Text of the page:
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Thursday, July 10, 2014

Are Gays Really Born This Way, Or Are They Naughty By Nurture?

Posted By on Thu, Jul 10, 2014 at 2:02 PM

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When well-organized homophobes make political noise about how homosexuality is a choice and a lifestyle that can be changed through many trips to church, the LGBT community will respond in one way: We were born this way.

The born-this-way argument might not be scientifically conclusive, yet it certainly ties homosexuals to previous Civil Rights struggles among minority groups, namely African-Americans and women.

However, as New York Magazine recently noted, that assertion completely papers over long-running debates about nature vs. nurture. As new science emerges about the complexity of human sexuality, "born this way" increasingly seems to fall somewhere between incomplete and incorrect.

Perhaps gays aren't "born this way," but rather we're all just Naughty by Nurture.

Although it's become a quasi doctrinal belief among liberals in the U.S., "born this way" might just be the easiest explanation to grip while researchers use science to unveil the mystery as to why approximately 1 in 25 people are gay (that figure includes all races and ethnic groups).

LGBT activists and organizations can't always referee the non-stop debates between neuroscientists and psychoanalysts, nor can they answer with certainty the academically inflected questions about the nature of binaries themselves. (Are genetics really separate from a person's environment? Is homosexual sex always the same as a gay identity?)

It's fascinating stuff to ponder, but hardly relevant when you're trying to convince the Tennessee state legislature not to overturn Nashville's anti-discrimination law. While the the nature vs. nurture question might not be answered anytime soon, it still needs to be resolved from a political standpoint.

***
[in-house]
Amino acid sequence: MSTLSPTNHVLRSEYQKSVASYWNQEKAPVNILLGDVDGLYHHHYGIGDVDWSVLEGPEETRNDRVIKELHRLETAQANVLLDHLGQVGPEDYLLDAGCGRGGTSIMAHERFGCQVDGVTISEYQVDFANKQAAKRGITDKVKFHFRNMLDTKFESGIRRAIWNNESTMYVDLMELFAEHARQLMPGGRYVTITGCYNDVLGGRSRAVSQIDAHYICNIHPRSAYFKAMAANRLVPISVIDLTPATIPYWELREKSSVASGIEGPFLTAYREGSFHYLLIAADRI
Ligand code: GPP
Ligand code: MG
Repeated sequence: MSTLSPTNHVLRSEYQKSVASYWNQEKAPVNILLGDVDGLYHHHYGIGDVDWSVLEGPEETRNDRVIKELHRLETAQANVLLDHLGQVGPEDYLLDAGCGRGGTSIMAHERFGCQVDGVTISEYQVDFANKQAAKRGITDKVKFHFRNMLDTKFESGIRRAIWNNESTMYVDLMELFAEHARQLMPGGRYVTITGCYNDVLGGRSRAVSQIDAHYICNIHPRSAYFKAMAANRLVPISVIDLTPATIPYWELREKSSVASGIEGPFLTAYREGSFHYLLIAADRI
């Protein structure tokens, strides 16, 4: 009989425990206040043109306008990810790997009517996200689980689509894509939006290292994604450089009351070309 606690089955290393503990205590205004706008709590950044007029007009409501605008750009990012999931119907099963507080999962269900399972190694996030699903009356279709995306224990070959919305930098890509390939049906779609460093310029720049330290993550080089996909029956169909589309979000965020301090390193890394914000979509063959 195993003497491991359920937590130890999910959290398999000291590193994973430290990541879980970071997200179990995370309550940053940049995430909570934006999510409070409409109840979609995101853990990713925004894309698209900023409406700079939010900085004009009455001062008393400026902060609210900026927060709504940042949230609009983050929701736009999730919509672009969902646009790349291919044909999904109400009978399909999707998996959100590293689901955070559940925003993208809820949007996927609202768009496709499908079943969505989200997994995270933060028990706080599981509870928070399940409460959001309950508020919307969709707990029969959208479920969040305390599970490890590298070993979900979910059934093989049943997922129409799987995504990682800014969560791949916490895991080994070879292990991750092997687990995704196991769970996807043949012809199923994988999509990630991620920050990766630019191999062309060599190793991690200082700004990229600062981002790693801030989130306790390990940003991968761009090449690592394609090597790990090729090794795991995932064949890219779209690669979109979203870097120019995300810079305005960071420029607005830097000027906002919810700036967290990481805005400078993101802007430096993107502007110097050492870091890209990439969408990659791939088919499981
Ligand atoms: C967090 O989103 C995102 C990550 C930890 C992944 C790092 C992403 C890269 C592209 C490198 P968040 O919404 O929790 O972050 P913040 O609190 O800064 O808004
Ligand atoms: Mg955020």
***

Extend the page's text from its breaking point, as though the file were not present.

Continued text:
It doesn't matter what a person believes about what made him or her gay, the fact is that the leaders of the Gay Rights Movement have decided to "solve" the nature vs. nurture dilemma in the most politically palatable way -- and that is to claim they were born this way.

Without the ability to prove it, one might argue that perhaps LGBT people are being dishonest when they claim they were born this way. But you can't say that it's not working well for them, and straight America.

Straight America might be less accepting of same-sex everything (sex, love, families) if it had to face any other truth about it -- if it had to take responsibility for contributing to the gay lifestyle with its own nurturing hand.

Let's face it: Nature makes a more compelling political case than nurture. Although the logic of "born this way" is not without a dark(er) side. Look at Texas Gov. Rick Perry's comparison of homosexuality and alcoholism. If that hadn't been spewed by a known homophobe, it might almost be construed as a well-intentioned mistake from someone who stopped hating the gays once they learned to pity them instead. (They're born that way; they can't help it.)

The nature vs. nurture debate is far from over, and new science is always emerging. There have been studies claiming to show differences between "gay brains" and straight brains, which while satisfying some, this new data might sound like updates of 19th-century phrenology to others. Homosexuality may not be a choice, but the way its origin is represented to the general public is -- and that choice has been made.

Pete Kane is a total gaylord who is trying to get to every national park before age 40


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Pete Kane

Pete Kane

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Pete Kane is a total gaylord who is trying to get to every national park before age 40

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